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Opinion: Toxic Spotlight: Cadmium

It’s important to know about this “serious,” carcinogenic chemical.
Image by Sarah Mai

Cadmium is…. 

Much can be said in that blank space. Perhaps most importantly, it should be said that cadmium is serious. It is a highly toxic, highly used industrial chemical that has been strongly associated with the development of lung cancer in humans.

Additionally, it has been more weakly associated with a number of other cancers, including kidney, breast, pancreas and prostate. It is believed to be so potent because of its long half-life (25-30 years)

Cadmium is a natural element found in the earth’s crust, that is flammable, odorless and acutely, as well as chronically, toxic. The greatest concern with cadmium, in addition to its ability to cause disease, is its widespread use. The primary exposure route is inhalation and is usually occupational, via smelting, electroplating, alloy synthesis and fertilizer production, as well as smoking. 

It is rated as International Agency for Research on Cancer Group 1, meaning it is definitively carcinogenic in humans. That said, it seems to be a necessary evil in our 21st century world.

Cadmium has been found to lead to chronic obstructive pulmonary disease and pulmonary fibrosis. Local accumulation of cadmium in the lungs via inhalation is thought to be important in the development of eventual lung cancer, though also shorter term lung disease as well, such as pneumonia and emphysema. Immune cell dysregulation has been thought to contribute to cadmium associated lung disease, too.

Some degree of cadmium adaptation is believed to be possible, with acute higher doses of exposure leading to swift cellular death, while adaptation to lower, chronic doses may allow the cell sufficient mutation without cell death to propagate malignant processes.

Ironically, this dual action can help explain both cadmium’s non-neoplastic disease profile, as well as the malignant.

One 2015 meta-analysis of over 20,000 people found a significant correlation between life time lung cancer risk and urinary cadmium levels. Kidneys are particularly vulnerable organs to cadmium, and accumulation over time is a critical issue. Urinary cadmium can be reliably used as a proxy biomarker for long term exposure due to relatively slow clearance. This can be further complicated by renal pathology, or even sub-optimal glomerular filtration rate that accompanies aging.

Since renal disease is the 10th leading cause of death in the United States, it can be assumed that a sizeable portion of any research, or occupational, cohort will have a renal system not suited for healthy cadmium clearance.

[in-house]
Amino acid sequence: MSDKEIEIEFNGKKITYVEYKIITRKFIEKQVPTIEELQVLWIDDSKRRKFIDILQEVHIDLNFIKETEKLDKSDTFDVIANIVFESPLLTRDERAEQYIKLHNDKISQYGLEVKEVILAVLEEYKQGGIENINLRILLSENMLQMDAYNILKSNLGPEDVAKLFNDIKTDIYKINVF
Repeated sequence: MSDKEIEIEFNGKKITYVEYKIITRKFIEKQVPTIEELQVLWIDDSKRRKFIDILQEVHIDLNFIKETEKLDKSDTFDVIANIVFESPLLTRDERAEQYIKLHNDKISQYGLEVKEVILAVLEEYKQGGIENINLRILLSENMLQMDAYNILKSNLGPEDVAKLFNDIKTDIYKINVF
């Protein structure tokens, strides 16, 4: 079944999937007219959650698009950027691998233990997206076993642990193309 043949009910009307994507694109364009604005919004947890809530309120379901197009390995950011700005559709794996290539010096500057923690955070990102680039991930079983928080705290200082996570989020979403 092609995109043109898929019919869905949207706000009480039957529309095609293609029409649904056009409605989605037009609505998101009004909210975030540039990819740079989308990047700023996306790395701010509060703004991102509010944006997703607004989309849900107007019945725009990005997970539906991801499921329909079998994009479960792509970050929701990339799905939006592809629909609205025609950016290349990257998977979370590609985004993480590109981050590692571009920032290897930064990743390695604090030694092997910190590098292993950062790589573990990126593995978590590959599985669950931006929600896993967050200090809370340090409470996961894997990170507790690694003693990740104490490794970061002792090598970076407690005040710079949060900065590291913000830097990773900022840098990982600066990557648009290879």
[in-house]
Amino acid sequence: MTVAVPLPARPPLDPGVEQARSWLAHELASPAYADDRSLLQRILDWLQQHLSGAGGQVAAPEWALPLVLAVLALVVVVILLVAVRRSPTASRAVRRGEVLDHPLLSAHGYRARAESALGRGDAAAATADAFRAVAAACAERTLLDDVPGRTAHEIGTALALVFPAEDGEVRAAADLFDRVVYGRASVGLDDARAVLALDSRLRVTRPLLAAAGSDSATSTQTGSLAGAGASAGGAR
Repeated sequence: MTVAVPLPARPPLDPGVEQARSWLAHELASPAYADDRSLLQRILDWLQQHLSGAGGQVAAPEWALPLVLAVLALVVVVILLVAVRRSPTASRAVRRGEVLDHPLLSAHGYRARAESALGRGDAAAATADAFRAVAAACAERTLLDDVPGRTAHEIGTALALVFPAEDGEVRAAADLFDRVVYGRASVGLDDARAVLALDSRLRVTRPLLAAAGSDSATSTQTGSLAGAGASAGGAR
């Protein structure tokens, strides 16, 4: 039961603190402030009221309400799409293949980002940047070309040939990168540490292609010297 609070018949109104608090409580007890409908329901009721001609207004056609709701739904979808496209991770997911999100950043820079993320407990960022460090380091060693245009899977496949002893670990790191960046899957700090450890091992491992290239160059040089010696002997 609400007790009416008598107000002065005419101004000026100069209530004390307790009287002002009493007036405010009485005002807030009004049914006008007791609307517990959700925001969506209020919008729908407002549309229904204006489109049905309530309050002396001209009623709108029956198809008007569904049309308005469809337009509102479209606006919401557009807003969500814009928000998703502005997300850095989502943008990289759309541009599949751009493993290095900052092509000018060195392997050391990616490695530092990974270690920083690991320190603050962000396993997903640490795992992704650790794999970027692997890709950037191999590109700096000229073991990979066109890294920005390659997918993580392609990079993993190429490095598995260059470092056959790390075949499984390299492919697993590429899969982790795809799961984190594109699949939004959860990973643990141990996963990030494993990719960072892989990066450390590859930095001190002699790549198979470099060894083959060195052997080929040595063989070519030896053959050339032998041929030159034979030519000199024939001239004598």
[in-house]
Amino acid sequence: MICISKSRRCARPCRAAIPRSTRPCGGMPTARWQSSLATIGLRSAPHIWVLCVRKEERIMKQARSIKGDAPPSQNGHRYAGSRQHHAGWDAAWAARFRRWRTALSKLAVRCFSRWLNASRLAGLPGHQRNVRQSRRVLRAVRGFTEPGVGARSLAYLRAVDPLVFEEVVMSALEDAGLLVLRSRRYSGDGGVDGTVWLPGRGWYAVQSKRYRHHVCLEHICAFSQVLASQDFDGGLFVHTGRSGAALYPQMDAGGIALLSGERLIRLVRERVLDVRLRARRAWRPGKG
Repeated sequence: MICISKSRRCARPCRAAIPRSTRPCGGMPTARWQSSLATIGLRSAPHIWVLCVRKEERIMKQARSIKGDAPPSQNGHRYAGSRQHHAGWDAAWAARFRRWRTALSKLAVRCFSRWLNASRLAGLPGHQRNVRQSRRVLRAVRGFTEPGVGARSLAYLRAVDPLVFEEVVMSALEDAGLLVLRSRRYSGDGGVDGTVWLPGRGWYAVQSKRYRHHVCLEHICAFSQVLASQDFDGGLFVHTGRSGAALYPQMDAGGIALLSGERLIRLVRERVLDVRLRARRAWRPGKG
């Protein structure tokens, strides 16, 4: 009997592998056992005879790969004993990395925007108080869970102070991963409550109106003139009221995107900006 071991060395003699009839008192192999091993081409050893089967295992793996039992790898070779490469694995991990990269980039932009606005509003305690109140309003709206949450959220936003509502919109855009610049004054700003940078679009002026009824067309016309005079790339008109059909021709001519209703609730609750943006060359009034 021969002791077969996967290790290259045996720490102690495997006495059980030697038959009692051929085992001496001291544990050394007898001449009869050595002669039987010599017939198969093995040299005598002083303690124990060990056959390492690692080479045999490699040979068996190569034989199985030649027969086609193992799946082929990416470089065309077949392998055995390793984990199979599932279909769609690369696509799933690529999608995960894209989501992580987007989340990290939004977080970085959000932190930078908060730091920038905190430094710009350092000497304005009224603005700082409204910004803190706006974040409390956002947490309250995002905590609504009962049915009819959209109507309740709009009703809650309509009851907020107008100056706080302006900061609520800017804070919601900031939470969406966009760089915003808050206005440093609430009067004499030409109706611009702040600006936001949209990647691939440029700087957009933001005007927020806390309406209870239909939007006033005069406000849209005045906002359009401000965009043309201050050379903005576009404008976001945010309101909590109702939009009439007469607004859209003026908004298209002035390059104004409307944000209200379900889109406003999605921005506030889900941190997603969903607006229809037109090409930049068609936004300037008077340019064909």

As technology advances and research tools follow, differing perspectives on the same problem can be made apparent or reinforced. A 2014 study exposed mice to cadmium oxide nanoparticles. This led to the same sort of lung inflammation seen previously in less refined ways.

OSHA has a permissible exposure limit of 5 micrograms per cubic meter for an eight hour time weighted exposure, for cadmium. NIOSH set a recommended exposure limit for 9 micrograms/cubic meter for a 10 hour workday (for up to a 40 hour workweek). Alternatively, the American Conference of Governmental Industrial Hygienists (ACGIH), set its own threshold value limit on cadmium, both as a respirable fraction (2 micrograms/cubic meter) as well as total particular mixture (10 micrograms/cubic meter).

All this to say the government is trying to keep us safe from cadmium’s risks and we should embrace that!

Cadmium possesses a foundational mechanism of action that allows it to detrimentally impact a variety of human and animal organs. In a context of an abnormally long half life, cadmium is uniquely toxic.

Without proper elimination or substitution measures to control for cadmium use, administrative controls are the most valuable means by which to reduce total exposure by occupationally vulnerable persons. Partnering with government agencies will be key in promoting a fairer and safer world in which we must accept and embrace cadmium’s role. 

Dominik Dabrowski is an occupational and environmental medicine physician at HealthPartners and a graduate student at the University of Minnesota’s School of Public Health.

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